Unfinished Stories

On my desk at home sits an old Underwood typewriter, just for looks.

Tucked between the rows of typewriter keys perches a little black-and-white picture. The people in the picture are arranged according to their age (except for the woman holding a baby at the end of the row) with their backs to an old Greyhound bus. I see my reflection in the little blonde-haired girl standing between two rambunctious boys.


The John Marshall family in front of our thirty-five-foot Greyhound bus in 1984.

In the picture, I am only five years old, but I remember that 1984 photo shoot in Rochester, New York.

As the daughter of an evangelist, I grew up traveling, meeting all kinds of people, and fellowshipping with pastors, missionaries, and other evangelists. That was my life for thirty-one years. Yes, that life included challenges. Like sleeping on foam mattresses on the floor in church nurseries when our motor home broke down or having to light the propane tank in our (supposedly) newer motor home while standing in freezing cold. Like singing even when you felt feverish or driving through the night to the next meeting.

But the adventures far outweighed the challenges, and with the adventures came plenty of perks. Sleeping in fancy hotels. Finding gift baskets of fruit, chocolate, and juice in those hotel rooms. Eating at nice restaurants. Ministering to people in song, knowing the moment when the Holy Spirit was moving and I saw that reflected in the faces of the people in front of me. Talking to people at the CD table, signing CD covers, and taking pictures. And much more that I no longer remember.

But that is not my life anymore. The picture perched between the typewriter keys is a picture of the past, and I cannot go back in time.

Funny how we like to think that other chapters of our lives are more exciting than the one we are in right now.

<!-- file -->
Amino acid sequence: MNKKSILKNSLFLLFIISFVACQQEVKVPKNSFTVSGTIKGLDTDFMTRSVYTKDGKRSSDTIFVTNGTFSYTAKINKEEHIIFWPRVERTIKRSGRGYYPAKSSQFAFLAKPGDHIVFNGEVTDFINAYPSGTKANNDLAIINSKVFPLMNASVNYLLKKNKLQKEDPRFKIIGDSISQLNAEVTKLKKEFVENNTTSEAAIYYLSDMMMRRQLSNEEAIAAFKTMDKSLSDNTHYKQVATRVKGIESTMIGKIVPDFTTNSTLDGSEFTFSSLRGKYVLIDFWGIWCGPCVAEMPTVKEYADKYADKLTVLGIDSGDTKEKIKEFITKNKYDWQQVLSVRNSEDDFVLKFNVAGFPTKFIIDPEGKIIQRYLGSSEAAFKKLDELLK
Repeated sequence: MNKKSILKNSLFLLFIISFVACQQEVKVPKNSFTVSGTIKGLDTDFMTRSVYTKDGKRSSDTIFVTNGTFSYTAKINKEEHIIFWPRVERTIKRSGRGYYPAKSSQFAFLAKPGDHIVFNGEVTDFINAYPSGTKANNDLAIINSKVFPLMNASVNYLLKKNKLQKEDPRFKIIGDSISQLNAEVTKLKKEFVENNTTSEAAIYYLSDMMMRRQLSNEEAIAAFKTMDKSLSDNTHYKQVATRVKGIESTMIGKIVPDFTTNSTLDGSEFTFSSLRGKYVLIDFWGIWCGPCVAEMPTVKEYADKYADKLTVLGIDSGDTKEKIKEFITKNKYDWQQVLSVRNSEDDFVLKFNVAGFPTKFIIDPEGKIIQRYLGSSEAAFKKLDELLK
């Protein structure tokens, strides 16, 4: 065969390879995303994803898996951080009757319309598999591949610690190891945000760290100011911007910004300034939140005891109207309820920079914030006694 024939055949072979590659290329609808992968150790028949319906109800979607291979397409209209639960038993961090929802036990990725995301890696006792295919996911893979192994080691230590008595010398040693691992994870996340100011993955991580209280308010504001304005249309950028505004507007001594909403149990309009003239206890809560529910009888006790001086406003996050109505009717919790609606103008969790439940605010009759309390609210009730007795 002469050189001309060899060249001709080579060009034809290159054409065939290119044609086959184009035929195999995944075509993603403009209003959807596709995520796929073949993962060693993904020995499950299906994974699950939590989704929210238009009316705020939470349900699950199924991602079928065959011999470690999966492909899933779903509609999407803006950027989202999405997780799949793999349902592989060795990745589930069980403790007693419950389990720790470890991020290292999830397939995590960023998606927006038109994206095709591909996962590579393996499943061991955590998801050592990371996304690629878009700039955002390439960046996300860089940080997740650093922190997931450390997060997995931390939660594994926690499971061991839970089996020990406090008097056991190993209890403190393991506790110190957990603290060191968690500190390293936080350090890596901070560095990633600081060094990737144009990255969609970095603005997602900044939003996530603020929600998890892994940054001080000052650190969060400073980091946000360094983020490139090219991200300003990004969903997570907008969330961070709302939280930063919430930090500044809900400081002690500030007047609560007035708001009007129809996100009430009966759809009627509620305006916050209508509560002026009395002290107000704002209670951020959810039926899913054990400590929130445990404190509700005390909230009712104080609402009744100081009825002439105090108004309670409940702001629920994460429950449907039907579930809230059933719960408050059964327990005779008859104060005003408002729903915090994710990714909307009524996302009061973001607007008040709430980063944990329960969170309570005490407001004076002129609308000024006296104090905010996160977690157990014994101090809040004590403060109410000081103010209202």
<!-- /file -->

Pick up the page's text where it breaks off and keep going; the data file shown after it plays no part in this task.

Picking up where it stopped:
We look longingly at the far past, relishing the memories and sometimes desperately re-creating them. We forget all of the turmoil, the frustrations, the endless whys of those days. Instead, we think that the present chapter somehow lacks a luster, a shine, a glory that the old days contained.

Or maybe we look to the future as the best chapter of our lives yet unfulfilled. We believe that if we can just fast forward to the afterword, we would find true joy and fulfillment in life.

I have tried to fast forward, too. Sometimes I think this chapter—what is it now, chapter eighty-two, same story?—could be edited in such a way that I skip to the ending faster. But that is impossible. No jumping ahead in the story for me.

When I think of jumping ahead in the story, I am reminded of Joseph the Dreamer.

I have always loved the story of Joseph’s life. He was steady. Faithful. Intelligent. Diligent. No matter where he was in life, whether it was in a prison or a palace, he conducted himself with integrity and excellence. I wonder sometimes if he ever struggled with his story the way I struggle with mine. He never seemed to waver when God abruptly changed the story line of his life.

One day, reality hit me. Joseph did not know the ending of his story. He had to trust in the dark—sometimes literally, like in a pit or a prison. Alone. Afraid.

Joseph did not have the luxury of reading his story in the Bible because he was living his story right then.

He could not have known how his story would come together. Yes, he did have God’s promises that one day—in the distant future—he would be in a powerful position of authority. But he did not know exactly how the chapters of his life would unfold. Instead, he had to remain faithful to the story God was writing. He had to do what was right in front of him with faith and courage because he could not go on to the next chapter until he did.

The chapters of my life have led me to thirty-one years of traveling and adventures, one year of working at a Christian school in Maryland as a school secretary, and four years at Pensacola Christian College studying professional writing. Now I find myself in Oklahoma, working full-time as an administrative assistant at Oklahoma State University, trying to sharpen my writing skills on the side, building new family relationships at my church, slowly feeling my way along a new path.

This is not exactly the picture I had in mind for this era of my life. The chapter I am in now fills me with both excitement and fear at times. How my adventurous, wayward heart would love to run back to the past or rush ahead to the future.

Like Joseph, I must trust in the dark and rest in the fulfillment of God’s will for this chapter of my life.

And maybe someday in the distant future—like Joseph—I will look back to this chapter as the best one yet.


4 thoughts on “Unfinished Stories

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